Stylist and author Shane Powers is showing us how to preserve those precious summer blooms to enjoy all year long. We love this exotic-looking garland that would look just as home strewn across a child’s bedposts as it would a late summer lunch party. Shane’s ‘Bring the Outdoors In‘,is stuffed with just these kinds of versatile and natural wonders – no surprise, since Shane has served as both the styling tour de force behind Blueprint, the short-lived, but much drooled-over magazine, and Martha Stewart Living. In his book full of garden projects, this home stylist shares inspiring ideas using natural materials straight from the garden to perfect accents for home decoration, gifts and parties. Here’s Shane…
In my travels through India, I saw many incredible ceremonial garlands of fresh flowers, which inspired this everlasting project. At a luxurious 16 ft in length and with an abundance of nature’s varieties, this garland is far from simple. It is a riot of color, a mad combination of shape and texture but confined into one fine line. Here it serves as a beautiful necklace on the wall, but you might also hang it over curtain hardware near a window. There’s no particular pattern for this garland; feel free to experiment with limiting the lineup to two or three hues or types of flowers.
A Dried Floral Garland To Save Summer Blooms
For this garland, I purchased assorted inexpensive dried flowers in bulk and supplemented them with specific specimens like Limonium (statice), Echinops ritro (globe thistle), Celosia (cockscomb), Delphinium (larkspur), Physalis (Chinese lanterns), Craspedia (billy buttons), and wheat. Cutting the heads off of dried flowers yourself will give the most exacting results.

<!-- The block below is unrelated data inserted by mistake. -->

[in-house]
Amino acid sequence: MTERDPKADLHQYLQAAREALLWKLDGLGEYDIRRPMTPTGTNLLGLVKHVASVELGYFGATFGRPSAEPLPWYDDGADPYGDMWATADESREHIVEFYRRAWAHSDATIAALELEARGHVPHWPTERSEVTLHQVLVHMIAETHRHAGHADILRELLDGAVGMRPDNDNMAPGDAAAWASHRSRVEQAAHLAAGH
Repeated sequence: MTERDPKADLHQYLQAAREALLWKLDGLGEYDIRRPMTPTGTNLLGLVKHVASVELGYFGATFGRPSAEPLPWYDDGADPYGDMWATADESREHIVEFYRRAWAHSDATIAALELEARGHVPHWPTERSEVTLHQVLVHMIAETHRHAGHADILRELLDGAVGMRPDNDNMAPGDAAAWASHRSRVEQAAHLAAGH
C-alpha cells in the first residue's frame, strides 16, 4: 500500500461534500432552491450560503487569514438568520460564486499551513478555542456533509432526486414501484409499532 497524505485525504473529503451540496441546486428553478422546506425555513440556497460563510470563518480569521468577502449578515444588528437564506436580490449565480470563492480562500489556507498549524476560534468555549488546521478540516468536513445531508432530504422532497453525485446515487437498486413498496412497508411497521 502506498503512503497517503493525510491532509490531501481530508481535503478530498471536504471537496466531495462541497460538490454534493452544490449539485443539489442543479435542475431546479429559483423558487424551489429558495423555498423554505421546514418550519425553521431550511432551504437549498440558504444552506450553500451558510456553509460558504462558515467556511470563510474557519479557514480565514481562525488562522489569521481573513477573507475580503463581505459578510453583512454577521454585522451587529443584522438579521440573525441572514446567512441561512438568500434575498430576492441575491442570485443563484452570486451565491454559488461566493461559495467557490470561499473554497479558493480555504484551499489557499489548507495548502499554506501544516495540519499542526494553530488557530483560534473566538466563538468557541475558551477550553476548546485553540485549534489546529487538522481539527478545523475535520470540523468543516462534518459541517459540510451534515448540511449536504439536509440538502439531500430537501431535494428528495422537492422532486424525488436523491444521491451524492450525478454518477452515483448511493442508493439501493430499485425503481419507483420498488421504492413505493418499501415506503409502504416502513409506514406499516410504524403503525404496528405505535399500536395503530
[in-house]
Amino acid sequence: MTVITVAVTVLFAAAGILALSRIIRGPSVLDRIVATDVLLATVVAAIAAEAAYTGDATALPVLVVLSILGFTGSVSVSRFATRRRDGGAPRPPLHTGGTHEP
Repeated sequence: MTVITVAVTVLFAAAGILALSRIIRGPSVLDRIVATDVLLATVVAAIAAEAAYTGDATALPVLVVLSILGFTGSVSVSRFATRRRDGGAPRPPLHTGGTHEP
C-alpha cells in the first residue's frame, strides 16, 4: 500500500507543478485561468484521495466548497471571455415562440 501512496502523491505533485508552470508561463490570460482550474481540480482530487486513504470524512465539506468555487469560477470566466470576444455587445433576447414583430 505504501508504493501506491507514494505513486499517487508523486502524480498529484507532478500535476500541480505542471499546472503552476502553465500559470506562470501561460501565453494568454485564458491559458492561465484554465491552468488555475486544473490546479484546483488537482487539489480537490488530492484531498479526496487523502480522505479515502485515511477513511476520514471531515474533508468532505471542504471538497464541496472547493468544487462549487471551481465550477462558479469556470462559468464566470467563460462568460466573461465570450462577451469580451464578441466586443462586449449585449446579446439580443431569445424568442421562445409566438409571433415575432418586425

White polyester thread
Hand sewing needle
Approximately 1 lb/0.5 kg of dried flower heads, buds, and pods
Small nails (optional)
Cut a piece of thread the length of the garland you would like, plus a little extra; the garland here is 16 ft/5 m long.
Working on a large table or the floor, use the needle and thread and begin stringing dried elements until you reach the middle of the length of thread. Then, rethread the needle on the other end of the thread and begin again from the other direction so you are not pulling so much thread through each dried piece. If it’s too laborious to thread the elements onto such a long piece of thread, try cutting it into three shorter lengths, threading them separately, then tying them together when completed. Some pieces may crumble a bit, but keep going; use leftover elements to fill in if need be (just wrap the bit of thread around the stem of a flower head or piece of wheat). If you have a piece that is too awkward to pierce properly, wrap the thread around a secure part of it and make a single knot to hold it and continue. Keep an eye on the composition as you go, spacing colors and shapes as you wish.
Once you have finished stringing, tie a knot at each end; you may need to double or triple the knot until it is thick enough to prevent any dried elements from slipping off, or use a plant at each end that you can readily create a loop around.
The garland is ready to hang. Be sure to move it very gently to prevent bits from breaking off. Drape it over the corner of a frame on a wall or hang it from a pair of small nails and let the ends fall gracefully to the floor.
Dried flowers are delicate, so be sure to hang your garland somewhere it will not be bumped a lot. It may fade in sunlight over time, but that’s part of its romantic beauty.